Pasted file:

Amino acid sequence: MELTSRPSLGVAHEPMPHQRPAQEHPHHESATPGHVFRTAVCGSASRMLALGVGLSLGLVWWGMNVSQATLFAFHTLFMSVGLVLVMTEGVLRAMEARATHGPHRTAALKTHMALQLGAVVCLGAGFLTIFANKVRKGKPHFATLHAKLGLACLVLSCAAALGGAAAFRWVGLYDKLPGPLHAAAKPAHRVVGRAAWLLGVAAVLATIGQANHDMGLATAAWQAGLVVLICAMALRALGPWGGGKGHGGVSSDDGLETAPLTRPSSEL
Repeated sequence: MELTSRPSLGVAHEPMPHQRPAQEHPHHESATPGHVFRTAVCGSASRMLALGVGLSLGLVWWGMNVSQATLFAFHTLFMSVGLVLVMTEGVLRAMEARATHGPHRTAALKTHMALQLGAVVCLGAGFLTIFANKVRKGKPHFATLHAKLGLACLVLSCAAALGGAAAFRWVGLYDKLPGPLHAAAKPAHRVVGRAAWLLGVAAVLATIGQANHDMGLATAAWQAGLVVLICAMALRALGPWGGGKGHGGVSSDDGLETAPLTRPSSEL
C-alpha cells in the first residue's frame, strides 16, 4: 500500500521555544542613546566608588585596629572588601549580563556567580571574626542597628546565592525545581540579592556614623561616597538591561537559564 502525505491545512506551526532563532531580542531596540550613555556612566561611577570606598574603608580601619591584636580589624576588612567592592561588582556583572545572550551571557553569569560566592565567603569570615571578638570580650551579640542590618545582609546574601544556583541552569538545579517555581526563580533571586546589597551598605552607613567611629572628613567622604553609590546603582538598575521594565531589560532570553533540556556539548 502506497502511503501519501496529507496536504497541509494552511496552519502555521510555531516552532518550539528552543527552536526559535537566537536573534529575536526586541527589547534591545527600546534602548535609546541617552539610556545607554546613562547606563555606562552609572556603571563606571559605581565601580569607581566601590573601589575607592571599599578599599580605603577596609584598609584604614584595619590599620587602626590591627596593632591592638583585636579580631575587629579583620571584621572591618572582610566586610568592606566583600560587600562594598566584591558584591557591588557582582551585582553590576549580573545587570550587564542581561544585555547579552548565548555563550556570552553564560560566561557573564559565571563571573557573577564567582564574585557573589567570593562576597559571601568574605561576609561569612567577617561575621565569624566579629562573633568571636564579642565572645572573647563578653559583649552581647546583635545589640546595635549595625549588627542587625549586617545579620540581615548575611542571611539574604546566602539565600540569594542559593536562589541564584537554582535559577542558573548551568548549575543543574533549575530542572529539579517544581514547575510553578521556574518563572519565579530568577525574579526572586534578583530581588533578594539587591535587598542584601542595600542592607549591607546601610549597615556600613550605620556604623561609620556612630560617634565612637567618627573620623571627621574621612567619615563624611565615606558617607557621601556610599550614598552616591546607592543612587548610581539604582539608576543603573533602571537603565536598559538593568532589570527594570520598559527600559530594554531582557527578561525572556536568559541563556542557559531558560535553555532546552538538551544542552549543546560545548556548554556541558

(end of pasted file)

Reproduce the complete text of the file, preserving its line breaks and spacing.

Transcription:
Amino acid sequence: MELTSRPSLGVAHEPMPHQRPAQEHPHHESATPGHVFRTAVCGSASRMLALGVGLSLGLVWWGMNVSQATLFAFHTLFMSVGLVLVMTEGVLRAMEARATHGPHRTAALKTHMALQLGAVVCLGAGFLTIFANKVRKGKPHFATLHAKLGLACLVLSCAAALGGAAAFRWVGLYDKLPGPLHAAAKPAHRVVGRAAWLLGVAAVLATIGQANHDMGLATAAWQAGLVVLICAMALRALGPWGGGKGHGGVSSDDGLETAPLTRPSSEL
Repeated sequence: MELTSRPSLGVAHEPMPHQRPAQEHPHHESATPGHVFRTAVCGSASRMLALGVGLSLGLVWWGMNVSQATLFAFHTLFMSVGLVLVMTEGVLRAMEARATHGPHRTAALKTHMALQLGAVVCLGAGFLTIFANKVRKGKPHFATLHAKLGLACLVLSCAAALGGAAAFRWVGLYDKLPGPLHAAAKPAHRVVGRAAWLLGVAAVLATIGQANHDMGLATAAWQAGLVVLICAMALRALGPWGGGKGHGGVSSDDGLETAPLTRPSSEL
C-alpha cells in the first residue's frame, strides 16, 4: 500500500521555544542613546566608588585596629572588601549580563556567580571574626542597628546565592525545581540579592556614623561616597538591561537559564 502525505491545512506551526532563532531580542531596540550613555556612566561611577570606598574603608580601619591584636580589624576588612567592592561588582556583572545572550551571557553569569560566592565567603569570615571578638570580650551579640542590618545582609546574601544556583541552569538545579517555581526563580533571586546589597551598605552607613567611629572628613567622604553609590546603582538598575521594565531589560532570553533540556556539548 502506497502511503501519501496529507496536504497541509494552511496552519502555521510555531516552532518550539528552543527552536526559535537566537536573534529575536526586541527589547534591545527600546534602548535609546541617552539610556545607554546613562547606563555606562552609572556603571563606571559605581565601580569607581566601590573601589575607592571599599578599599580605603577596609584598609584604614584595619590599620587602626590591627596593632591592638583585636579580631575587629579583620571584621572591618572582610566586610568592606566583600560587600562594598566584591558584591557591588557582582551585582553590576549580573545587570550587564542581561544585555547579552548565548555563550556570552553564560560566561557573564559565571563571573557573577564567582564574585557573589567570593562576597559571601568574605561576609561569612567577617561575621565569624566579629562573633568571636564579642565572645572573647563578653559583649552581647546583635545589640546595635549595625549588627542587625549586617545579620540581615548575611542571611539574604546566602539565600540569594542559593536562589541564584537554582535559577542558573548551568548549575543543574533549575530542572529539579517544581514547575510553578521556574518563572519565579530568577525574579526572586534578583530581588533578594539587591535587598542584601542595600542592607549591607546601610549597615556600613550605620556604623561609620556612630560617634565612637567618627573620623571627621574621612567619615563624611565615606558617607557621601556610599550614598552616591546607592543612587548610581539604582539608576543603573533602571537603565536598559538593568532589570527594570520598559527600559530594554531582557527578561525572556536568559541563556542557559531558560535553555532546552538538551544542552549543546560545548556548554556541558